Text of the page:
I currently work for a non-profit organization that is creating a platform for all students and youth in Liberia. The organization, Students & Youth Tourism Organization (SYTO), intends on giving youths a coordinated voice regarding regulatory and best practices applicable to the tourism industry.  SYTO believes that we ought to start making significant use of the naturally beautiful places that have been given to us by God in order to raise money for the country, boost the country’s morale to the world and, create employment for unemployed young people.

WhatsApp Image 2018-04-15 at 4.26.28 PM
Libassa Ecolodge, Liberia

SYTO believes that it’s time for our generation to meaningfully contribute to the transformation drive of Liberia and Africa. Given the small size of the Liberian domestic market and limited opportunities for other forms of economic activity such as manufacturing, tourism is one of the few economic sectors that offer significant growth potential. This is particularly important given the relatively low level per capita income in Liberia. Tourism is one of the few sectors that is capable of providing paid employment as well as generating a significant diversity in Liberia’s foreign financial transactions.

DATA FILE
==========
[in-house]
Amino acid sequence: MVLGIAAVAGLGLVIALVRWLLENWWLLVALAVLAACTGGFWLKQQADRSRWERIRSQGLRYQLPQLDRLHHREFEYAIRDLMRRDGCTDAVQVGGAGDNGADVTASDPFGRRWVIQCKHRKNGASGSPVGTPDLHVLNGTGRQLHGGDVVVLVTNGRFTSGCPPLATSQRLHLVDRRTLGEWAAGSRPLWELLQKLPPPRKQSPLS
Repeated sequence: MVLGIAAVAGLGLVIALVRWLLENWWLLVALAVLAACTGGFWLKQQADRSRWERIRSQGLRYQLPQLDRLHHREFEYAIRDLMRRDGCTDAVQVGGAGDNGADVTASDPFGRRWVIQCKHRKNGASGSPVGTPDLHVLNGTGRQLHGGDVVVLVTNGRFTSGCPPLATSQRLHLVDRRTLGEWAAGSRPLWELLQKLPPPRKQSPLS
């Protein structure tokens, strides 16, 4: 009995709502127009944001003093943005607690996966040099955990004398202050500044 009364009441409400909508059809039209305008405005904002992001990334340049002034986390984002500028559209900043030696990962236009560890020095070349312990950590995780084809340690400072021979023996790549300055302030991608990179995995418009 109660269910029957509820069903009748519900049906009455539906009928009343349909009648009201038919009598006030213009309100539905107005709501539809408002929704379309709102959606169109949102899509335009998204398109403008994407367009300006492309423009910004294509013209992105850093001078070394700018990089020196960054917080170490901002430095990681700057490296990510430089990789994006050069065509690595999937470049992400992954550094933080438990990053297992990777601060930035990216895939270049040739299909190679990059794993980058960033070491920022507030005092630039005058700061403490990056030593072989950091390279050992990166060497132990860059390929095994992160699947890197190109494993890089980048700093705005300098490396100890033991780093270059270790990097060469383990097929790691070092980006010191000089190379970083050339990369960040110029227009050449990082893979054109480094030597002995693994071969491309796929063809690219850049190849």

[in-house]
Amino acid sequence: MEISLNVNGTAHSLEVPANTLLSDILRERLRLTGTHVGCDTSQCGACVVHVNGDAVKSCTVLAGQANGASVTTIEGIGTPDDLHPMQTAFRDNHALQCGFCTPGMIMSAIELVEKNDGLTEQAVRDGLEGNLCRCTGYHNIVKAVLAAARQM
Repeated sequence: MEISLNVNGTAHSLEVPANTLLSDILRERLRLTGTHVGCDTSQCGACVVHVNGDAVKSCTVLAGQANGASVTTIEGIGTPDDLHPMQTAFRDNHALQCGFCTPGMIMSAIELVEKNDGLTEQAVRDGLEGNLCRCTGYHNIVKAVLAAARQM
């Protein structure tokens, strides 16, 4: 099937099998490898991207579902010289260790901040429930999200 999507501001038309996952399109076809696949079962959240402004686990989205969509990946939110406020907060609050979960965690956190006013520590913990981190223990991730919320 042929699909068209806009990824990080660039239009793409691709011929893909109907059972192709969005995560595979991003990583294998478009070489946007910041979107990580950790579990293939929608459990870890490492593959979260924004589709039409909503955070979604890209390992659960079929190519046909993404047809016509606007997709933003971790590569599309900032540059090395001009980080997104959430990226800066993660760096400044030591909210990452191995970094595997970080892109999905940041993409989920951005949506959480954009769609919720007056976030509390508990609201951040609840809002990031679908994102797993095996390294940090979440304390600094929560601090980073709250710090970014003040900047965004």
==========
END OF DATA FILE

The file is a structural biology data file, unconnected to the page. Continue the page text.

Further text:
There are lots of tourist attractions that we could use to aid in stabilizing the economy and drawing in more investors: the Sapo National Park in Sinoe County, the breathtaking Robertsport beach in Grand Cape Mount County, Mount Wologizi in Lofa County- at the top of the Wologizi Mountain, you can see three countries (Guinea, Sierra Leone, Ivory Coast), the Kpatawee Waterfall in Bong County, the Providence Island (Dozoa Island) in Monrovia, the Nimba Mountain where ice falls every November through December, and so many other tourist sites that are yet to be cultivated and groomed to attain their full touristic potential.

These sites are money-generating areas that can be used to boost the status of our economy. It is not too late to redirect our attention to Liberia’s tourism industry given its clearly huge potential to positively improve the economy.

Authored by Jonathan M. Clarke

Featured Picture by LiGerian Optics

3 Comments Add yours

  1. Anonymous says:

    Lots of valuable insights on turism. I witnessed the importance of tourism living in Kenya for the past 9 years. Now that I have returned home – Liberia, I intend to participate in the growth of our economy; tourism is indeed an alternative solution.
    I’ll check out the organization;SYTO.

  2. Loved this. I think a lot of African countries can take up a greater interest in tourism and find new innovative ways to display our countries and cultures.

  3. This piece is worth reading! I am a Rwandan. I love the Liberians studying at ALU. They are intelligent and smart. I was researching about Liberia and came across this insightful article. Thanks to the author and blog for publishing this piece.Can any provide the author contact info. I’d like to connect with his organization.